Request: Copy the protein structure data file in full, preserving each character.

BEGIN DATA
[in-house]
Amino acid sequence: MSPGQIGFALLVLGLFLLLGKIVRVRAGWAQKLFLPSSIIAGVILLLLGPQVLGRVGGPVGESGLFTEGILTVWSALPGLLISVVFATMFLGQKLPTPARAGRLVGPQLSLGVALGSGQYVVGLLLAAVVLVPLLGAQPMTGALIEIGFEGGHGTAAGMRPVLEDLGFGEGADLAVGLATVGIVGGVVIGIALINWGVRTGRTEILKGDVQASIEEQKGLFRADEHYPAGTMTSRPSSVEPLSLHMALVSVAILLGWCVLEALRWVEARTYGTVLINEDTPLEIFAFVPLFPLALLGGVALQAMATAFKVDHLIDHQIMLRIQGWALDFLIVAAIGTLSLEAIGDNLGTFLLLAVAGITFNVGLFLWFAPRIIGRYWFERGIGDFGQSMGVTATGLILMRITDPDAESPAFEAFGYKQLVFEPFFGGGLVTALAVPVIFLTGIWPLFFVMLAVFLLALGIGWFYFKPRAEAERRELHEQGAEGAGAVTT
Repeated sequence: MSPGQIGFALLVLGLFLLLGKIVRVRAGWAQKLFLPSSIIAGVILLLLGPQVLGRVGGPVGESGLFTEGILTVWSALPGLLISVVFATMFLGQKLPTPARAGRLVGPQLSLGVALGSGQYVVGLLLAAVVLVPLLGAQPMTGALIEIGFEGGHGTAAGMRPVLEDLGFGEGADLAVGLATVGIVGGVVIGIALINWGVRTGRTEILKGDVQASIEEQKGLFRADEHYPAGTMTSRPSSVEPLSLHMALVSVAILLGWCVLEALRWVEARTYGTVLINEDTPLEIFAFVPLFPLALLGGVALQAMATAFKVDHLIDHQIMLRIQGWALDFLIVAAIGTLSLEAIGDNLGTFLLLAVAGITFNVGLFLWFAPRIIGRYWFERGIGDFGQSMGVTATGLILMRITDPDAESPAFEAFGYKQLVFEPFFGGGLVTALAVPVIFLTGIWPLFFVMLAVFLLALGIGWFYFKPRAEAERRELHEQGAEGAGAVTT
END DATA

[in-house]
Amino acid sequence: MSPGQIGFALLVLGLFLLLGKIVRVRAGWAQKLFLPSSIIAGVILLLLGPQVLGRVGGPVGESGLFTEGILTVWSALPGLLISVVFATMFLGQKLPTPARAGRLVGPQLSLGVALGSGQYVVGLLLAAVVLVPLLGAQPMTGALIEIGFEGGHGTAAGMRPVLEDLGFGEGADLAVGLATVGIVGGVVIGIALINWGVRTGRTEILKGDVQASIEEQKGLFRADEHYPAGTMTSRPSSVEPLSLHMALVSVAILLGWCVLEALRWVEARTYGTVLINEDTPLEIFAFVPLFPLALLGGVALQAMATAFKVDHLIDHQIMLRIQGWALDFLIVAAIGTLSLEAIGDNLGTFLLLAVAGITFNVGLFLWFAPRIIGRYWFERGIGDFGQSMGVTATGLILMRITDPDAESPAFEAFGYKQLVFEPFFGGGLVTALAVPVIFLTGIWPLFFVMLAVFLLALGIGWFYFKPRAEAERRELHEQGAEGAGAVTT
Repeated sequence: MSPGQIGFALLVLGLFLLLGKIVRVRAGWAQKLFLPSSIIAGVILLLLGPQVLGRVGGPVGESGLFTEGILTVWSALPGLLISVVFATMFLGQKLPTPARAGRLVGPQLSLGVALGSGQYVVGLLLAAVVLVPLLGAQPMTGALIEIGFEGGHGTAAGMRPVLEDLGFGEGADLAVGLATVGIVGGVVIGIALINWGVRTGRTEILKGDVQASIEEQKGLFRADEHYPAGTMTSRPSSVEPLSLHMALVSVAILLGWCVLEALRWVEARTYGTVLINEDTPLEIFAFVPLFPLALLGGVALQAMATAFKVDHLIDHQIMLRIQGWALDFLIVAAIGTLSLEAIGDNLGTFLLLAVAGITFNVGLFLWFAPRIIGRYWFERGIGDFGQSMGVTATGLILMRITDPDAESPAFEAFGYKQLVFEPFFGGGLVTALAVPVIFLTGIWPLFFVMLAVFLLALGIGWFYFKPRAEAERRELHEQGAEGAGAVTT